These wars ruined Baiona, which did not revive again until the 15th century. In 1425, King Juan II decided that A Coruña and Baiona would be the only Galician ports where goods from abroad could be unloaded, which gave the town its strength back.

In 1474 it was attacked by Pedro Álvarez de Soutomaior (Pedro Madruga), who built a Tower-House on the peak of Monte Boi, which still stands today as part of the current Parador de Turismo.

One year later, the inhabitants of Baiona took sides with Alfonso V, King of Portugal, in his fight against the Catholic Monarchs. The monarch and the people of Baiona, sheltered in the fortress of Monte Boi, decided to surrender.

But perhaps the most important date in the history of Baiona is 1 March 1493: on that day, the Pinta Caravel, commanded by Martín Alonso Pinzón and piloted by Cristóbal García Sarmiento, arrived in its port. Baiona thus became the first town in Europe to have news of the discovery of America.

In 1497, the Catholic Monarchs granted the inhabitants of Baiona numerous privileges and ordered them to live within the enclosure of the fortress of Monte Boi, which from then on would take the name of Monte Real. Among the privileges granted to the 650 inhabitants were exemption from serving in the Castilian Navy and licence to wage corsair warfare on their own. The King and Queen also granted Baiona the titles of Noble and Loyal Villa.

In the 16th century, the town grew behind its port, but difficult times followed the arrival of a French fleet of 56 ships that attacked its port and an epidemic that reduced its population.

In 1585 the English pirate Francis Drake, in command of 1500 men, attacked the fortress, but the population of the region, ordered by the then Count of Gondomar, Diego Sarmiento de Acuña. An army of 17,000 soldiers was concentrated in the bay, with the aim of defeating the pirates who were marauding the Galician coast.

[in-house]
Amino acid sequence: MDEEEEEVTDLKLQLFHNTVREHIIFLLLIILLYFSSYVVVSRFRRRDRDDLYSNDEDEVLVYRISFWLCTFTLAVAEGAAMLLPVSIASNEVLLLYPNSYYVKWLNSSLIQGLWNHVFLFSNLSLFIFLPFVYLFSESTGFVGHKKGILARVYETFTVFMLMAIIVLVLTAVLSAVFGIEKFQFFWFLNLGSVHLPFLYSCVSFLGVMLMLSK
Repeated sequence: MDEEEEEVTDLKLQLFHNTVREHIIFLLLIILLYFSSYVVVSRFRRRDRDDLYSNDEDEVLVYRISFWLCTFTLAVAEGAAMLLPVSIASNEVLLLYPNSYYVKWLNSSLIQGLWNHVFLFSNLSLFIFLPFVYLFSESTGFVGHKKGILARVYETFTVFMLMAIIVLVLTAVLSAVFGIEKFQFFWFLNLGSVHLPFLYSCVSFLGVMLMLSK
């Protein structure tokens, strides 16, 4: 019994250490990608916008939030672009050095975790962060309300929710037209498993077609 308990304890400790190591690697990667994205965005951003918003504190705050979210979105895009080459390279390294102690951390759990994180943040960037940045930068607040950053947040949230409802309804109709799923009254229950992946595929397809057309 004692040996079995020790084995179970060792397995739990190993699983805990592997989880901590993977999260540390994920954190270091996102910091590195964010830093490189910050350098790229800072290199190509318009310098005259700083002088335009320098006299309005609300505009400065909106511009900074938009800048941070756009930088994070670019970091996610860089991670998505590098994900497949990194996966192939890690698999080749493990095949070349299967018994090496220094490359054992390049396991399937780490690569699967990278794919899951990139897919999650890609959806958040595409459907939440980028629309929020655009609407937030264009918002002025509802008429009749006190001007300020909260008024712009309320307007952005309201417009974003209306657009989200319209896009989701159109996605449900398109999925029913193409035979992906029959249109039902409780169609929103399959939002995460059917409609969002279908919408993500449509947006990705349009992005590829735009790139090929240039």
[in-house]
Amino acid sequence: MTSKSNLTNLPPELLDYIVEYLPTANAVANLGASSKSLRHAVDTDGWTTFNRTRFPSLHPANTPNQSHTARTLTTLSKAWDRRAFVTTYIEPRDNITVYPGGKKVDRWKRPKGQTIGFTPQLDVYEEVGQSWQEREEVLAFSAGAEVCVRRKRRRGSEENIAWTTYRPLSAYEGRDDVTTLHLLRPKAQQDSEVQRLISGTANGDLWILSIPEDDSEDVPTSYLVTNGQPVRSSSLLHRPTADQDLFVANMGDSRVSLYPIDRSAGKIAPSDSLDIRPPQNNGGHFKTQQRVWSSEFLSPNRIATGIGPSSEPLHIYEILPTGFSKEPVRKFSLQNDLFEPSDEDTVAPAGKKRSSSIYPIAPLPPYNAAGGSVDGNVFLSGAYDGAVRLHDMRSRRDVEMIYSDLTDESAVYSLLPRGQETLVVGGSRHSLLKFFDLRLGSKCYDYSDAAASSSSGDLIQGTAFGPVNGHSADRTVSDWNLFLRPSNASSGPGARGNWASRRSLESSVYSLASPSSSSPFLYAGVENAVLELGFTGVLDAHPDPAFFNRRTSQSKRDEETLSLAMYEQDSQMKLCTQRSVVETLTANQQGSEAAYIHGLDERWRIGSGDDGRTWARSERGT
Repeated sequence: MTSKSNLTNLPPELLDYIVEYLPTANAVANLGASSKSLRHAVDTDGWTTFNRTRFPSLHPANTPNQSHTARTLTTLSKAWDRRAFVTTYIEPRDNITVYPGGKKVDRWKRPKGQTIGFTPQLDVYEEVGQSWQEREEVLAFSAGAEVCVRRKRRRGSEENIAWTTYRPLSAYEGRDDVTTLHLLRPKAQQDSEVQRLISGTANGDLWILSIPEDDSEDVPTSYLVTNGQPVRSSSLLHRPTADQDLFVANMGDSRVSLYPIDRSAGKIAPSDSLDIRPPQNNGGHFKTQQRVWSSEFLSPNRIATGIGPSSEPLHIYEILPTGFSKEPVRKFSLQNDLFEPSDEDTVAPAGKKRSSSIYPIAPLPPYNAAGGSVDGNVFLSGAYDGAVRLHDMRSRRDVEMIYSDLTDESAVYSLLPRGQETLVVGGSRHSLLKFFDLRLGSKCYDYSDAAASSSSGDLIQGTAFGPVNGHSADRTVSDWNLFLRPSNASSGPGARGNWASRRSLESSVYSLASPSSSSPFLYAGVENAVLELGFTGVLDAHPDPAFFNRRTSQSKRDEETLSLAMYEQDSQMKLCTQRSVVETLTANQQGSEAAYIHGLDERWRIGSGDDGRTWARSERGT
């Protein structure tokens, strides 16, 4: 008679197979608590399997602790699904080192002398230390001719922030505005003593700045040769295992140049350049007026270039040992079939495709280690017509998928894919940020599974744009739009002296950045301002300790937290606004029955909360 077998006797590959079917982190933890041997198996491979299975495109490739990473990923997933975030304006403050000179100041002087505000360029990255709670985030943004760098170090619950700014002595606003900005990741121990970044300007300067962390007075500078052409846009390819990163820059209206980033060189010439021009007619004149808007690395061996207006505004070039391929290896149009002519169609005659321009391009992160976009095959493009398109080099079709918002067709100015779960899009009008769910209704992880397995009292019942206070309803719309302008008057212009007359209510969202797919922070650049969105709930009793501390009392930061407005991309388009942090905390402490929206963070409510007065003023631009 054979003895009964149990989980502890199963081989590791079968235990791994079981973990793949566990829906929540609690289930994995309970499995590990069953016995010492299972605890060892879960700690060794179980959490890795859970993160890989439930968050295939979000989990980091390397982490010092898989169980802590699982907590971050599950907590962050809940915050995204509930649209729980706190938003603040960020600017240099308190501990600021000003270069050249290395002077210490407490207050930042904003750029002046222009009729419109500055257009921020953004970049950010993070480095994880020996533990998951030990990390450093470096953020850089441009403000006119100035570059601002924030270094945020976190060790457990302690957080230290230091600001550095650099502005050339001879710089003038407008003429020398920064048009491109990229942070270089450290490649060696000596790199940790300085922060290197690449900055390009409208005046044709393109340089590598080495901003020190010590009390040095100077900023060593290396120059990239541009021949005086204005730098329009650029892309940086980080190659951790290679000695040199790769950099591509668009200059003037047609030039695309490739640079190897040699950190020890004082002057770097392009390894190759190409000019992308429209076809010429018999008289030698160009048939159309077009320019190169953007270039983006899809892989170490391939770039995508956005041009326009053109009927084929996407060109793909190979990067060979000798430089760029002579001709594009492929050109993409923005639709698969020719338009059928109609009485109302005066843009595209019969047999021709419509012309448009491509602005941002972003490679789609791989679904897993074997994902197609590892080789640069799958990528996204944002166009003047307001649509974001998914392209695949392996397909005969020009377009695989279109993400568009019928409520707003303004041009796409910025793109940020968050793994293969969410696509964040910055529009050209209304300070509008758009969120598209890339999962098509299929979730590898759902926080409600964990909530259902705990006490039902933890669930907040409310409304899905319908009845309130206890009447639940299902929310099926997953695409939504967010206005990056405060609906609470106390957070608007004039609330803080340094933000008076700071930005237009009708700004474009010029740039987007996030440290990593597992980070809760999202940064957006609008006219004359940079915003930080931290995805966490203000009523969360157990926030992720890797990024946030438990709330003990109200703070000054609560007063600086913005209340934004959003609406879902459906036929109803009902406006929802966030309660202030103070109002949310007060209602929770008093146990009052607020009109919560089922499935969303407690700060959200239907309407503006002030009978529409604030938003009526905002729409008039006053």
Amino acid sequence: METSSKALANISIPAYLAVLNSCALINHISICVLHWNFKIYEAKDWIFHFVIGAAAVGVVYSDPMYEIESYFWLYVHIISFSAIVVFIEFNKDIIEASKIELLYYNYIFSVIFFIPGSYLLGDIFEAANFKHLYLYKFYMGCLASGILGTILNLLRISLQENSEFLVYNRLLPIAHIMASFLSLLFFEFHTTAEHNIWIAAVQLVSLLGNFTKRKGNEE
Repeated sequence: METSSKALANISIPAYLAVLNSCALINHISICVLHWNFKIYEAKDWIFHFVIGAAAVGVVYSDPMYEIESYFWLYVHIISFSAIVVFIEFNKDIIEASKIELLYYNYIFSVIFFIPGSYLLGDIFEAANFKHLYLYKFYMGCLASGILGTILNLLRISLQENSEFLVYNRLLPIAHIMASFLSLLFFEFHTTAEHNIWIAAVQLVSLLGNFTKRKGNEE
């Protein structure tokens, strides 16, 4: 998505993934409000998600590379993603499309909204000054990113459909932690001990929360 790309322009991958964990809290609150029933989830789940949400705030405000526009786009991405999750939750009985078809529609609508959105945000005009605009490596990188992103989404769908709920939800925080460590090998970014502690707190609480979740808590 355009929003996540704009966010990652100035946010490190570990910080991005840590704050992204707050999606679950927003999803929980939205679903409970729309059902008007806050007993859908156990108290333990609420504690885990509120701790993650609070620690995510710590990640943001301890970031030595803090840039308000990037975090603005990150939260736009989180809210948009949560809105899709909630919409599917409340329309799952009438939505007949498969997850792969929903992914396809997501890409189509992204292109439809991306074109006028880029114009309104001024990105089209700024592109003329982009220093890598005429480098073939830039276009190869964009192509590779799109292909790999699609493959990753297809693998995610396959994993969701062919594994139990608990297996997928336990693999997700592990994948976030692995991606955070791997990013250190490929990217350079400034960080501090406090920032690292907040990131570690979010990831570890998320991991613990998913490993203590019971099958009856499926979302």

In 1823, Baiona ceased to exercise its jurisdiction over Val Miñor and its influence was reduced to a municipal district. In 1859 a Royal Order ordered the end of Monterreal as a military fortress and in 1872 the State announced its sale by public auction. It was acquired in 1877 by José Elduayen, Marquis of the Pazo de la Merced. In 1880 Manuel Misa y Bertemati, Count of Baiona, gave the Town Hall a building that would be used as a public school.

In 1943 the current town hall was inaugurated, installed in the historic “Casa de Correa”, acquired the year before by the Town Council. In 1966, the castle of Monterreal began to serve as a Parador Nacional de Turismo, after the State acquired it in 1963 from the heirs of Bedriñana. In 1974, the Ministry of Labour established the 1st of March, the day of the Arrival of the Pinta, as an official local holiday.


-The Fiesta de la Arribada: This is undoubtedly the star of all the fiestas in this place. The 1st of March commemorates the arrival of the Pinta caravel in the port of Baiona with the news of the discovery of America. A mediaeval festival is held in the streets of the old quarter and the surrounding promenades, offering the craft products that were consumed in the 15th century. Musicians, minstrels, jugglers and craftsmen take to the streets during these days to relive the event. Since 2015, the Fiesta de la Arribada has been considered of “International Tourist Interest”.

-Santa Liberata: This religious festival is held on 20 July in honour of the Virgin and martyr of the 2nd century, daughter of Baiona, born of the fertilising power that the waters of the crystal-clear spring granted to her mother, wife of the Roman governor of Galicia and Lusitania.